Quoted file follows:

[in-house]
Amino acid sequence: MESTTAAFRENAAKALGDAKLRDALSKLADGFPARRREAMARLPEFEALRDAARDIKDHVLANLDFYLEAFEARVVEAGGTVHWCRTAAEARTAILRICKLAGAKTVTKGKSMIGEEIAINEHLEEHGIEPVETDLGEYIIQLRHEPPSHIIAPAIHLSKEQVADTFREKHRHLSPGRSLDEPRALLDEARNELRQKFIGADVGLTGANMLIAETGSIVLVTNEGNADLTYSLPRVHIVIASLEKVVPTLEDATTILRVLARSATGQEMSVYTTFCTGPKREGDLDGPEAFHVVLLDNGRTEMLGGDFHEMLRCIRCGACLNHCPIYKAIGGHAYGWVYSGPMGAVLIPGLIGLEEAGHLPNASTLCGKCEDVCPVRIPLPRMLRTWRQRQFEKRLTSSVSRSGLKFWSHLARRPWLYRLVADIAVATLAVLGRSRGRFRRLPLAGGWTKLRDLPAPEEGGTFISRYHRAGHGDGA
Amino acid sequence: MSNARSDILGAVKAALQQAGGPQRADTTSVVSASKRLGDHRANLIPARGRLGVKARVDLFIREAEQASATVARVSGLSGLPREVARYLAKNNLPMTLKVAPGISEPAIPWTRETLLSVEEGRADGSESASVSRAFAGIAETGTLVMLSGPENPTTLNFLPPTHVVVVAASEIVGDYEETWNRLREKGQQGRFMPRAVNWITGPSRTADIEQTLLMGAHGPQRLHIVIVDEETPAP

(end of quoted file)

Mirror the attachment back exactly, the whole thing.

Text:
[in-house]
Amino acid sequence: MESTTAAFRENAAKALGDAKLRDALSKLADGFPARRREAMARLPEFEALRDAARDIKDHVLANLDFYLEAFEARVVEAGGTVHWCRTAAEARTAILRICKLAGAKTVTKGKSMIGEEIAINEHLEEHGIEPVETDLGEYIIQLRHEPPSHIIAPAIHLSKEQVADTFREKHRHLSPGRSLDEPRALLDEARNELRQKFIGADVGLTGANMLIAETGSIVLVTNEGNADLTYSLPRVHIVIASLEKVVPTLEDATTILRVLARSATGQEMSVYTTFCTGPKREGDLDGPEAFHVVLLDNGRTEMLGGDFHEMLRCIRCGACLNHCPIYKAIGGHAYGWVYSGPMGAVLIPGLIGLEEAGHLPNASTLCGKCEDVCPVRIPLPRMLRTWRQRQFEKRLTSSVSRSGLKFWSHLARRPWLYRLVADIAVATLAVLGRSRGRFRRLPLAGGWTKLRDLPAPEEGGTFISRYHRAGHGDGA
Amino acid sequence: MSNARSDILGAVKAALQQAGGPQRADTTSVVSASKRLGDHRANLIPARGRLGVKARVDLFIREAEQASATVARVSGLSGLPREVARYLAKNNLPMTLKVAPGISEPAIPWTRETLLSVEEGRADGSESASVSRAFAGIAETGTLVMLSGPENPTTLNFLPPTHVVVVAASEIVGDYEETWNRLREKGQQGRFMPRAVNWITGPSRTADIEQTLLMGAHGPQRLHIVIVDEETPAP